Thursday, 17 June 2010

Why proportional representation sticks in Labour's craw

I've just put the following question to Ed Miliband, Labour leader wannabe, courtesy of the Guardian's live webchat, scheduled for later on today:
I imagine you, in common with every leader in a democracy, will tell us you are in favour of 'fairness' - I can't imagine many leaders would openly state they are in favour of 'unfainess,' though what they define as fairness, of course, varies.

Why are you in favour of an unfair electoral system that: entrenches the two major parties at the expense of others; forces people to vote for parties they don't really support out of fear of getting something even more unpleasant if they don't; makes MPs less accountable to their constituents; leads to elections where the result is decided by a few swing seats and the rest, by and large, can be taken for granted (and thus ignored); and leads to decades long blocs of entrenched party power, where the minority who got lucky electorally dictate to the majority? (1)
The refusal of any of the candidates support PR disgusts me. It's seems pretty obvious they're still 'hurting' over the Lib Dem 'betrayal' - conveniently forgetting how they dumped the Jenkins report on electoral reform in 1998. After that, what right did Labour think they had to command the Lib Dems to coalesce with them?

A further reason candidates oppose committing to proportional representation is because they want the current government to put AV through, and then pronounce that elecotral reform is finished, thank you very much, and not leave any hostages to fortune. Which makes them spineless, opportunistic tossers.

Labour thinks the Lib Dem worm has turned and won't to countenance any move towards PR, because they don't want to give any more power to the Lib Dem 'traitors.' They still think they are still playing in a two party political system, when they are actually competing against the Tories and the Tory-Lite coalition, and the voters can vote for one (by voting Tory) or the other (by voting Lib Dem).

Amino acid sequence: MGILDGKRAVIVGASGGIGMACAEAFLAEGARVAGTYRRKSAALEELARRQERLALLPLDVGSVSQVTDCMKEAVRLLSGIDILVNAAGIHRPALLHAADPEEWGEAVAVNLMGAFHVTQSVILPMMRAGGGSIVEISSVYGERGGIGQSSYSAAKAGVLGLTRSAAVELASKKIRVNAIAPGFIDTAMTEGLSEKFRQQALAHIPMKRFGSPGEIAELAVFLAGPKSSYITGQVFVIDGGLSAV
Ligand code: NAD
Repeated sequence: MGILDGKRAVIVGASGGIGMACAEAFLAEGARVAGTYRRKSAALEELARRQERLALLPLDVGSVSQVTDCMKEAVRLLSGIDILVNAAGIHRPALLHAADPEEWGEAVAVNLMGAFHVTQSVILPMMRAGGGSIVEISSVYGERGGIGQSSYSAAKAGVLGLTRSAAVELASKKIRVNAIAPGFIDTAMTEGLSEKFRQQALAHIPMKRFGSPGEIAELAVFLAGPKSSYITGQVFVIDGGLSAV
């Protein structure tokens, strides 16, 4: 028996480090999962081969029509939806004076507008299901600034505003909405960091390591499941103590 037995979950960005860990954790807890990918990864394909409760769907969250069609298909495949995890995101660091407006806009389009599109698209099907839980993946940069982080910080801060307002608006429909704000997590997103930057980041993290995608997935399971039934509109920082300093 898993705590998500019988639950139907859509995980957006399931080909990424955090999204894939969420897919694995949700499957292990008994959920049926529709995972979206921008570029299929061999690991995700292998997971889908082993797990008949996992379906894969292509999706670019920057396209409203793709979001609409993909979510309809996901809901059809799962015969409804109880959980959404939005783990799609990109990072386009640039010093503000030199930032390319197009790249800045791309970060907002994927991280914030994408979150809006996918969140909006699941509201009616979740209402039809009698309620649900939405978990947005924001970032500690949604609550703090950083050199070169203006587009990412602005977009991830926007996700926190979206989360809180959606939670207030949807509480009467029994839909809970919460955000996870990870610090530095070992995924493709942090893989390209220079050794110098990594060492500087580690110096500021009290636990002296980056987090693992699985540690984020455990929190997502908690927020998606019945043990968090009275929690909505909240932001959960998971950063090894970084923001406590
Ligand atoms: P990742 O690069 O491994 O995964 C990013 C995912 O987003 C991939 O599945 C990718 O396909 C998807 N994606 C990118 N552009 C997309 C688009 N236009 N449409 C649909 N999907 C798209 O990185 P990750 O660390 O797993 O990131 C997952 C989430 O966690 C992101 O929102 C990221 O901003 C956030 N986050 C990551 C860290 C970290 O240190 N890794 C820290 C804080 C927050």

On top oof that, for some there persists the old tribal instinct that Labour has to protect its 'homeland' in the big cities, the North East of England, Wales and Scotland - the regions it has traditionally been strong in, and has traditionally taken for granted. Electoral reform might allow the odd blue Tory to sneak in amongst the red hordes, and the idea is enough to quash any reformist urges that the more naive members of the party might entertain from time to time.

Which, bluntly, means the Labour Party is happy to disenfranchise hundreds of thousands of its own supporterd in 'Tory' heartlands, for fear of allowing a few blue stains to appear in the red swathes across in the north. My sense of fairness is stronger than my loyalty to the Labour party - and I mean fairness towards the disenfranchised blues and the disfranchised reds.

Blair failing to deliver on 'The Project' will come to be seen as the biggest failing of the last (hopefully not last ever) Labour government. But as long as the Labour hierarchy behave like dim bullies who think they can just squash the Lib Dems, they'll continue in opposition.

I suspect some of the younger candidates know this. I suspect, also, they've been told that if they say anything positive about PR, they're leadership campaign will be scuttled. The quality of a real leader, of course, might be to stand up to the Reids and Blunketts and tell them where to go.
1 - "Labour leadership candidate Ed Miliband: webchat," unattributed article. Published 16th of June, 2010. (

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